It s base material is Silicate of soda. The process of mixing, moulding, packing or ramming, drying etc are done in the same way as vitrified bond, but the oven carries a temperature of about 2600only. The application of lower temperature results in high tensile strength. As usual, the paste mixture after moulding is subjected to hydraulic pressure if hard and close grained wheels are needed. They are light grey in color. 

These wheels are used where a cool cutting action with less wear is needed as in grinding the edges of the heat treated steel cutting tools. The cool cutting action is due to the bond releases the abrasive grains more quickly than vitrified bond.

Advantages of Silicate bond

1. It is more rapid process than vitrified bond.

2. Because of the moderate temperature in kiln, there is no tendency to weaken the grains.

3. Fusing is better controlled, results in more reliable bond.

4. When wet grinding is performed, the soda acts as a lubricant.

5. Large wheels up to 1500 mm dia can be easily produced.

6. The cutting action of the wheel is smoother and cooler.

7. Because of low fusing temperature the wheel can be moulded on Iron backs, which is not possible in case of vitrified bond.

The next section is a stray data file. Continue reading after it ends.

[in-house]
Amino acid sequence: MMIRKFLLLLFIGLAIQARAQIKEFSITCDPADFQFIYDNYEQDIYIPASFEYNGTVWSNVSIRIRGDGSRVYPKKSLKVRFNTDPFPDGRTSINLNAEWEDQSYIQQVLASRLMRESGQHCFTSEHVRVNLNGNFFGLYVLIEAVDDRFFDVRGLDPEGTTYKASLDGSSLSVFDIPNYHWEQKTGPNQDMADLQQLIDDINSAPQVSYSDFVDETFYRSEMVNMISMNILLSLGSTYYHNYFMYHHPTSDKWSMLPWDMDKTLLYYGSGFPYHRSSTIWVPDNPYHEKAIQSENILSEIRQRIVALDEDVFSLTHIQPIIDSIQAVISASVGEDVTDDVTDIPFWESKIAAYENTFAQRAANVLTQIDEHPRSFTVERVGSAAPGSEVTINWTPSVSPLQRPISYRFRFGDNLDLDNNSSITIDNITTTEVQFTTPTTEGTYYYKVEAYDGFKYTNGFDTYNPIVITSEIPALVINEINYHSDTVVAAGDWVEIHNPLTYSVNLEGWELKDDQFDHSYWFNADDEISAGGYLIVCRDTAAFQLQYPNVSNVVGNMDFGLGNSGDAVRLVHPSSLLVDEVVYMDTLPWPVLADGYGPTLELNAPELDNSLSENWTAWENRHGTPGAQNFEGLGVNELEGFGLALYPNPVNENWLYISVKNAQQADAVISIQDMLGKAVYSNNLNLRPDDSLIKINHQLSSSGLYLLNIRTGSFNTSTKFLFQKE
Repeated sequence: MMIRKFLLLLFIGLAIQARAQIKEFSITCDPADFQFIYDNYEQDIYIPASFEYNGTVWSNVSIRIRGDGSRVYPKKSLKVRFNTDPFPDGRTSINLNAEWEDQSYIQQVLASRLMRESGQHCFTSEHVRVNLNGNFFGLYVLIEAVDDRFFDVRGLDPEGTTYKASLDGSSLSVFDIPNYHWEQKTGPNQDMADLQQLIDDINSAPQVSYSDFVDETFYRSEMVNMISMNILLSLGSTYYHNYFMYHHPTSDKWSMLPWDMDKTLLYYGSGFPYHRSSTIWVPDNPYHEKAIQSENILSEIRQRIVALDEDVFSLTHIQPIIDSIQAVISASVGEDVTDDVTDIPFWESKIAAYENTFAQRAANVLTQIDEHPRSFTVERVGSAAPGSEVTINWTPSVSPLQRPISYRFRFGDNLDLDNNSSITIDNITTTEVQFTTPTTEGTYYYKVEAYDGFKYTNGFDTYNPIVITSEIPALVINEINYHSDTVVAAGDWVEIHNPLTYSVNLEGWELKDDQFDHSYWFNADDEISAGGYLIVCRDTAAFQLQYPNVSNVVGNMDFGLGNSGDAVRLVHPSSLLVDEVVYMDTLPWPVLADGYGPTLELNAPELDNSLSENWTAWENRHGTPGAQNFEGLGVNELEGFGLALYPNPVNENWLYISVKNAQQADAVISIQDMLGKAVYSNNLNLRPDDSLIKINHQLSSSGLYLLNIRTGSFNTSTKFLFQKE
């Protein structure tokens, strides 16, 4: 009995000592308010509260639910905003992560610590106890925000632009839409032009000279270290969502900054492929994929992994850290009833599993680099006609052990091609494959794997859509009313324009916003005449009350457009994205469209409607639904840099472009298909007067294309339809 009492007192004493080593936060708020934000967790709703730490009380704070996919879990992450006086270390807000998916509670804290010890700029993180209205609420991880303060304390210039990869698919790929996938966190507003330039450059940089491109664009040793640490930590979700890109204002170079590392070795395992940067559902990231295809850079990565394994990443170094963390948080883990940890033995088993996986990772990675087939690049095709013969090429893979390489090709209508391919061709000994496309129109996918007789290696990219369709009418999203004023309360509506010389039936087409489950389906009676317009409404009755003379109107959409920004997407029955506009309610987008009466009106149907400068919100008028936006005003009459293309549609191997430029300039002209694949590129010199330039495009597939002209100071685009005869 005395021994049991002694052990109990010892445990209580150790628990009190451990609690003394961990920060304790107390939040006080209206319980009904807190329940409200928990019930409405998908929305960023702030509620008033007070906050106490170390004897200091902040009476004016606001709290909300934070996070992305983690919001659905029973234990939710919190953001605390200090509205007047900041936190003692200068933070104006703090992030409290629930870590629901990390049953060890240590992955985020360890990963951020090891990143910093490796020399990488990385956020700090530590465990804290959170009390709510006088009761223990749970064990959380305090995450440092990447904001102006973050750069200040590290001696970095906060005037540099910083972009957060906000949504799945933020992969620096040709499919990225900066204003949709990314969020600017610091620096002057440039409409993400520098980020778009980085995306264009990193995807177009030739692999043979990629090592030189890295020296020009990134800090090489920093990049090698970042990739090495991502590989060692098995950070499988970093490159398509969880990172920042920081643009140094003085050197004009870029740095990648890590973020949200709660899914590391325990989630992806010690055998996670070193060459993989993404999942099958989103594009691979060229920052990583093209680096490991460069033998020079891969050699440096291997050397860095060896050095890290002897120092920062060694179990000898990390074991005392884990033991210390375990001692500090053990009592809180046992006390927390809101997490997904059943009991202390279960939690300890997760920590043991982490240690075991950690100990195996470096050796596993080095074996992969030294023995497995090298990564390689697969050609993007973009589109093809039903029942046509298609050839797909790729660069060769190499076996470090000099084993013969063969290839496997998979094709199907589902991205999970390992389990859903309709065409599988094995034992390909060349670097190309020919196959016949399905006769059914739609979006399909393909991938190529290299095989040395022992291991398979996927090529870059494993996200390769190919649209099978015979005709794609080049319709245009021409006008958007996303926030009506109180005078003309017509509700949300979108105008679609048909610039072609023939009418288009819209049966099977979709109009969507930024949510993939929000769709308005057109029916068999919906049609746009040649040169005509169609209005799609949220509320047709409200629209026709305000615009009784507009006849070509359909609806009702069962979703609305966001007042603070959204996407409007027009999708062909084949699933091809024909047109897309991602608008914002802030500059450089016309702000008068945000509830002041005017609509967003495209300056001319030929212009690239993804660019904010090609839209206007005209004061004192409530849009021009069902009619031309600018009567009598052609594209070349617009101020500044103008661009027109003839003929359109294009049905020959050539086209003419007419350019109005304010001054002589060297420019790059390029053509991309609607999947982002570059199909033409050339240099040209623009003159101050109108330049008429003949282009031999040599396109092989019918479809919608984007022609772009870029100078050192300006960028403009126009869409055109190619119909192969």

Disadvantages of Silicate bond

1. Extra hard wheels cannot be produced with this bond.

2. Harder grades of this bond do not provide a free cutting action.

3. Oxychloride bond: 

It is a mixture of Oxide and Chloride of Magnesium and setting takes place in cold state. The process of wheel manufacture is similar to the above two, but no heating and subsequent cooling is required on account of the cold setting property. Ageing is necessary so that the bonded wheel gets adequate hardness. 

This bond provided a cool cutting action, but grinding is usually done dry as it is very susceptible to the action of conventional coolants and therefore, the full use of the cutting capability of the wheel cannot be taken.

4. Resinoid bond: 

It is a synthetic organic compound, which is enough strong and flexible. It provides a sharp cutting action and enables a high rate of stock removal at high speeds.